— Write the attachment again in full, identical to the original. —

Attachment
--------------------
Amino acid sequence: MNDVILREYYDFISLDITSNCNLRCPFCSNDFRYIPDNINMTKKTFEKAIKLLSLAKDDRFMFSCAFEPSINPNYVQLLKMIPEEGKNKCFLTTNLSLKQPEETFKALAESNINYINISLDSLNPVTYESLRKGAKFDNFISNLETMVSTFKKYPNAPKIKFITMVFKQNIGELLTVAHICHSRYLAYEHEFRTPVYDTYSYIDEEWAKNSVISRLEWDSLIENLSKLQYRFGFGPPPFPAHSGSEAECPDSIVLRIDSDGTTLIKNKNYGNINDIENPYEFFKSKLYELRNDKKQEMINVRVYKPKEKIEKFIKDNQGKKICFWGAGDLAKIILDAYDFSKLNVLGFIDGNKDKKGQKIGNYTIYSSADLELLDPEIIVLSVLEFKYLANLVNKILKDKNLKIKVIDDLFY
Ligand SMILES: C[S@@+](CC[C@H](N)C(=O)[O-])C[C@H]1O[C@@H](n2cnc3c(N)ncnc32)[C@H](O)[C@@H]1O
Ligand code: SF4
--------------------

Amino acid sequence: MNDVILREYYDFISLDITSNCNLRCPFCSNDFRYIPDNINMTKKTFEKAIKLLSLAKDDRFMFSCAFEPSINPNYVQLLKMIPEEGKNKCFLTTNLSLKQPEETFKALAESNINYINISLDSLNPVTYESLRKGAKFDNFISNLETMVSTFKKYPNAPKIKFITMVFKQNIGELLTVAHICHSRYLAYEHEFRTPVYDTYSYIDEEWAKNSVISRLEWDSLIENLSKLQYRFGFGPPPFPAHSGSEAECPDSIVLRIDSDGTTLIKNKNYGNINDIENPYEFFKSKLYELRNDKKQEMINVRVYKPKEKIEKFIKDNQGKKICFWGAGDLAKIILDAYDFSKLNVLGFIDGNKDKKGQKIGNYTIYSSADLELLDPEIIVLSVLEFKYLANLVNKILKDKNLKIKVIDDLFY
Ligand SMILES: C[S@@+](CC[C@H](N)C(=O)[O-])C[C@H]1O[C@@H](n2cnc3c(N)ncnc32)[C@H](O)[C@@H]1O
Ligand code: SF4